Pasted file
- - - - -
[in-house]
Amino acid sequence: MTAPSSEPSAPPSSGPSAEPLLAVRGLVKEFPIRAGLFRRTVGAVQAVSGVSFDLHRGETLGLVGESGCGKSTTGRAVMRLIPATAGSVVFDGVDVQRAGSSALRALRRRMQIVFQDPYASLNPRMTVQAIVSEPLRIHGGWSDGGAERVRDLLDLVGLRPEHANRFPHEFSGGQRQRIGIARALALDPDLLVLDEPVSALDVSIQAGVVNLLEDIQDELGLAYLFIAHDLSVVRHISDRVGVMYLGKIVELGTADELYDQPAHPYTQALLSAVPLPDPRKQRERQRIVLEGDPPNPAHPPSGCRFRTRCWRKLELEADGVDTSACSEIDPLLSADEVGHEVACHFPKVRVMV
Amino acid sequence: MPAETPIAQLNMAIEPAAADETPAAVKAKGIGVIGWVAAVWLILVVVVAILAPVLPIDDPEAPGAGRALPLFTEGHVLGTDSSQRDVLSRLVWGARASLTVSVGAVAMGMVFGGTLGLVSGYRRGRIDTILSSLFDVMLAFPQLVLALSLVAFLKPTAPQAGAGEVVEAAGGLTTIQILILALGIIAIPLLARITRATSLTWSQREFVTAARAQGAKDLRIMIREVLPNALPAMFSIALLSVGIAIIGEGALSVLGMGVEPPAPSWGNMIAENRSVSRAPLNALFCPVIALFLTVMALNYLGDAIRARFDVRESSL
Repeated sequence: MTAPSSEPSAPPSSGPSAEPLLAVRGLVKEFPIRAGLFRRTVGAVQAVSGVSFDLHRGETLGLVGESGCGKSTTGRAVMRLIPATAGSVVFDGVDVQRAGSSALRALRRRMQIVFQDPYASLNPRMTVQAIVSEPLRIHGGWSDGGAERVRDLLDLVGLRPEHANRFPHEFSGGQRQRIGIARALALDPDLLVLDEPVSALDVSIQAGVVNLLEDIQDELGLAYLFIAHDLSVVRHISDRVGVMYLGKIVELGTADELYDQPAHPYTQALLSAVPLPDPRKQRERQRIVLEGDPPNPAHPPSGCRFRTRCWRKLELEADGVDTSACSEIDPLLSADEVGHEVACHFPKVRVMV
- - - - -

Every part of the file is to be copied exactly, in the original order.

[in-house]
Amino acid sequence: MTAPSSEPSAPPSSGPSAEPLLAVRGLVKEFPIRAGLFRRTVGAVQAVSGVSFDLHRGETLGLVGESGCGKSTTGRAVMRLIPATAGSVVFDGVDVQRAGSSALRALRRRMQIVFQDPYASLNPRMTVQAIVSEPLRIHGGWSDGGAERVRDLLDLVGLRPEHANRFPHEFSGGQRQRIGIARALALDPDLLVLDEPVSALDVSIQAGVVNLLEDIQDELGLAYLFIAHDLSVVRHISDRVGVMYLGKIVELGTADELYDQPAHPYTQALLSAVPLPDPRKQRERQRIVLEGDPPNPAHPPSGCRFRTRCWRKLELEADGVDTSACSEIDPLLSADEVGHEVACHFPKVRVMV
Amino acid sequence: MPAETPIAQLNMAIEPAAADETPAAVKAKGIGVIGWVAAVWLILVVVVAILAPVLPIDDPEAPGAGRALPLFTEGHVLGTDSSQRDVLSRLVWGARASLTVSVGAVAMGMVFGGTLGLVSGYRRGRIDTILSSLFDVMLAFPQLVLALSLVAFLKPTAPQAGAGEVVEAAGGLTTIQILILALGIIAIPLLARITRATSLTWSQREFVTAARAQGAKDLRIMIREVLPNALPAMFSIALLSVGIAIIGEGALSVLGMGVEPPAPSWGNMIAENRSVSRAPLNALFCPVIALFLTVMALNYLGDAIRARFDVRESSL
Repeated sequence: MTAPSSEPSAPPSSGPSAEPLLAVRGLVKEFPIRAGLFRRTVGAVQAVSGVSFDLHRGETLGLVGESGCGKSTTGRAVMRLIPATAGSVVFDGVDVQRAGSSALRALRRRMQIVFQDPYASLNPRMTVQAIVSEPLRIHGGWSDGGAERVRDLLDLVGLRPEHANRFPHEFSGGQRQRIGIARALALDPDLLVLDEPVSALDVSIQAGVVNLLEDIQDELGLAYLFIAHDLSVVRHISDRVGVMYLGKIVELGTADELYDQPAHPYTQALLSAVPLPDPRKQRERQRIVLEGDPPNPAHPPSGCRFRTRCWRKLELEADGVDTSACSEIDPLLSADEVGHEVACHFPKVRVMV